Settergren points to a black, late-model Cadillac that has been in an accident.

“That Cadillac was probably $35,000 or more, right?” he says. “I paid $450.”

MIKE REILLY’S vintage black 1968 Cadillac convertible may be past its prime like a lot of cars at the yard, but he loves it as if he’d scooped it up brand-new off the showroom floor 45 years ago.

Reilly, a 44-year-old construction worker with the raspy drawl and flower-child-in-Carhartts demeanor of Woody Harrelson, is just the sort of person you’d expect to see riding around town in a car made all the more ostentatious by the huge bull horns he’s attached to the hood.

A friend who lives near Reilly in Seattle’s Eastlake neighborhood thought the car suited his personality and sold it to him recently for $1,000.

The Cadillac was in good condition, but “it needed some styling,” Reilly says.

In addition to the bull horns, he hung a big Christmas ornament from the rearview mirror and attached a ski rack to the trunk hood with skateboards on it.

This spring, he painted daisies on the side panels to create the illusion that flowers are spinning out of the wheel wells.

“A lot of guys put flames on their cars,” Reilly says. “I’m not a flame guy. I don’t want my car looking like it’s on fire.”

Reilly could’ve taken the conventional approach and purchased a car with less attitude, but the way he sees it, “if you’re going to be stuck in traffic, you might as well make it fun.”

“The Camrys and Kias of the world, I get it, but I really can’t afford those cars,” Reilly says. “I’ve never owned a car in my life that was built in the decade I was living in … So the option is older, cool cars.”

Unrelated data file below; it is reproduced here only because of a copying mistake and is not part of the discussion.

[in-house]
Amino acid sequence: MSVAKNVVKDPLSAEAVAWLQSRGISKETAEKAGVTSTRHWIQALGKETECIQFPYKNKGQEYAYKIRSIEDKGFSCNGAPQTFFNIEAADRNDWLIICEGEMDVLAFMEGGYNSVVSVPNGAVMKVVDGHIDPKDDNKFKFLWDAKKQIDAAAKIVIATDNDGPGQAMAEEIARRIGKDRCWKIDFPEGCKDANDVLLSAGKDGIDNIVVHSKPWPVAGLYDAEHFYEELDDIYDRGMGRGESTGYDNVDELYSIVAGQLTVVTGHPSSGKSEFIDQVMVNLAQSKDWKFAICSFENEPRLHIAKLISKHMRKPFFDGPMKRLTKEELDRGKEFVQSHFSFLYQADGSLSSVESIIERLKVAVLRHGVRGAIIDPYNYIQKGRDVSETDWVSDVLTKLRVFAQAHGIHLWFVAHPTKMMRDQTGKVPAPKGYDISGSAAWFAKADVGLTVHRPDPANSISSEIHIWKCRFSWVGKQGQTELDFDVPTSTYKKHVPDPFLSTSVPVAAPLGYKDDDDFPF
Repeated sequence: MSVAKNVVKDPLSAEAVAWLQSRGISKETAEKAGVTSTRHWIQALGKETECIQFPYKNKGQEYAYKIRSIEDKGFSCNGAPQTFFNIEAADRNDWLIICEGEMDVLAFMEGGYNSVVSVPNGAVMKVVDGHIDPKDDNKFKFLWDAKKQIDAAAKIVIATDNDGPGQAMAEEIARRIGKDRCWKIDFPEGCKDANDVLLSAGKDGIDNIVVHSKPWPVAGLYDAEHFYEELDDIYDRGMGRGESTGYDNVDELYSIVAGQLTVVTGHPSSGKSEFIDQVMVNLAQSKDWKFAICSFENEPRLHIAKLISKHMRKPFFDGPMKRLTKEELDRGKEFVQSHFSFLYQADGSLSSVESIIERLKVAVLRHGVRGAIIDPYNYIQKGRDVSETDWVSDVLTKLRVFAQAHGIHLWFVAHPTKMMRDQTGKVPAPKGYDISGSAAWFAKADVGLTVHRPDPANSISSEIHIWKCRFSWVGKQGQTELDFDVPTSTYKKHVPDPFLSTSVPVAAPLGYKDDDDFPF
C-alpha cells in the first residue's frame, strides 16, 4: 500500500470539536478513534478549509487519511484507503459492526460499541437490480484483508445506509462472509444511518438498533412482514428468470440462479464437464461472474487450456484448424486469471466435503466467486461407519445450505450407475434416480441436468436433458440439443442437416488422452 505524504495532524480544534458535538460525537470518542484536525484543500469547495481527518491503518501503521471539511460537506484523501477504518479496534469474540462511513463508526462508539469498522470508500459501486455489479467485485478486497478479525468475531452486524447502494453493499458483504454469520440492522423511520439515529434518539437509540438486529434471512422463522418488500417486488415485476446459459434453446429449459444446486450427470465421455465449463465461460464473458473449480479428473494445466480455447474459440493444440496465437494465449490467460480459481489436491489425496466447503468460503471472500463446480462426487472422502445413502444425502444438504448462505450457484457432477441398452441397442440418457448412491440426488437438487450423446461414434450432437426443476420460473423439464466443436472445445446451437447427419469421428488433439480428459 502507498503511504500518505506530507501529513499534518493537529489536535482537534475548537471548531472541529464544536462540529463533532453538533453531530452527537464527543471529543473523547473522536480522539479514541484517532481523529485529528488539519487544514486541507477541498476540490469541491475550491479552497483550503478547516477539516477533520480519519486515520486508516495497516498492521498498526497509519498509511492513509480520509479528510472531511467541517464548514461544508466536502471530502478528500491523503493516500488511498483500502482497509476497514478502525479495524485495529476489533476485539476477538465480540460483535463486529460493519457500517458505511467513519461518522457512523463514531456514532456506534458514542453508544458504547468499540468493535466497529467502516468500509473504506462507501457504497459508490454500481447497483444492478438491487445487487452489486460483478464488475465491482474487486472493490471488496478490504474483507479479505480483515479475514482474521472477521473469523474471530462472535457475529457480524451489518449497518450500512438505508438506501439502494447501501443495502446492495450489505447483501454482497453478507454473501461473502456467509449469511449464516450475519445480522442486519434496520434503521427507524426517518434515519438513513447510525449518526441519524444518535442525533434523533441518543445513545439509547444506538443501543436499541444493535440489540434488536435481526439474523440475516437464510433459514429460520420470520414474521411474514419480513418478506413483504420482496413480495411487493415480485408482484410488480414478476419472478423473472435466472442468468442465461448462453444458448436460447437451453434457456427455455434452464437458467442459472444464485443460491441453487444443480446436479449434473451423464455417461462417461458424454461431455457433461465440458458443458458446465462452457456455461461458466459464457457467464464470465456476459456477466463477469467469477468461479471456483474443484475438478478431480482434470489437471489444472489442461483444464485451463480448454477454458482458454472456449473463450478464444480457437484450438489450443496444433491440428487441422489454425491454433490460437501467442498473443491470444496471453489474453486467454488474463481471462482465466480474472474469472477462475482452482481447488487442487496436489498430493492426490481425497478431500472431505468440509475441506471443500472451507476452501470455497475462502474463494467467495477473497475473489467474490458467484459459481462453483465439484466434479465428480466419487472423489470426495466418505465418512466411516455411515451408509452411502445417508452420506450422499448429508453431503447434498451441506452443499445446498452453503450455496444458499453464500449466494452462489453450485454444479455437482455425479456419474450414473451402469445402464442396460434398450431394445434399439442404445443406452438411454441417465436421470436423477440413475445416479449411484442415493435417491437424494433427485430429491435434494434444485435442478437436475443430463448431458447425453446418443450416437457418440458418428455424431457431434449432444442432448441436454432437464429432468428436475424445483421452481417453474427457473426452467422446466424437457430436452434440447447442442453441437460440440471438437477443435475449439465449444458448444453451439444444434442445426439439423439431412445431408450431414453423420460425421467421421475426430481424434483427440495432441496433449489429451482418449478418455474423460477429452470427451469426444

His Caddy “comes from a time when cars were sexy,” luxurious, he says. “Like the saying goes, ‘You’re not lackin’ if you’re Cadillac-in.’ “

Reilly thinks of his car as a prop that tells the world a bit about the man with eclectic taste behind the wheel.

If he’s driving through Yakima, he’ll blast Willie Nelson.

If he’s driving in Seattle, he’ll play rap songs by Notorious B.I.G., recline the seat and “get my lean on.”

“It’s like driving in your own parade,” Reilly says with the sort of glee that only an irrepressible extrovert like himself can muster. “I turn around just so I can drive down the same street again. It’s driving just to drive, not to get from Point A to Point B.”

Well, maybe he can get to first base if he’s lucky.

Reilly says his Caddy makes him a hit with the ladies, a distinction he discusses with shameless cheer.

To get attention, he and a buddy have a trick they like to play when driving around during rush-hour in Reilly’s other car, a white-and-blue, 1965 VW Baja Bug decked out in window decals, and once again, bull horns.

They’ll don helmets, pull up to a red light, spread out a road map of Indiana and ask people on the street which way to drive to reach the sand dunes, as if they’re hopelessly lost, then crack up laughing.

“Free fun,” Reilly says.

The memories conjured up by the cars we drive are priceless in their own right. Ask Rich Koch.

“I know exactly where I was on my 16th birthday,” says the All-City Fence owner as he reminisces about the cars that played key roles in his youth during the 1970s. “I was getting my driver’s license in my mother’s car,” a red 1967 Ford Mustang convertible with white racing stripes.

“I got my license, and within an hour and a half I went and picked up my friends, who couldn’t drive, and we went to get hamburgers,” Koch says. “The weather was gorgeous, and I was floating on air. It was like freedom — being able to drive legally and go wherever I wanted to go.”

In his junior year of high school, he spent $1,200 on a Chevy Malibu muscle car with a custom paint job in seven colors. “I got a lot of looks and stares,” he says.

Growing up near Detroit — Motor City — and later in freeway-laced California, Koch watched his dad drive home with a new car every two or three years. The 1958 Ford Fairlane was so big that “when he had me wash it, it was like washing a house,” Koch jokes.

But it was his dad’s appreciation for Model A Fords that stuck with him.

Today, Koch can be seen driving around Seattle in his 1930 Model A, a car that’s loaded with meaning rather than high-tech extras or crazy colors. This is the third Model A he’s owned.

“I have this one in honor of my dad,” Koch says. “It seems kind of corny, but when I’m driving, it’s like my dad’s with me.”

Even when he’s driving his Model A, people stop and stare. What they might not realize is that Koch is gazing far beyond the image in the car’s tiny side mirror.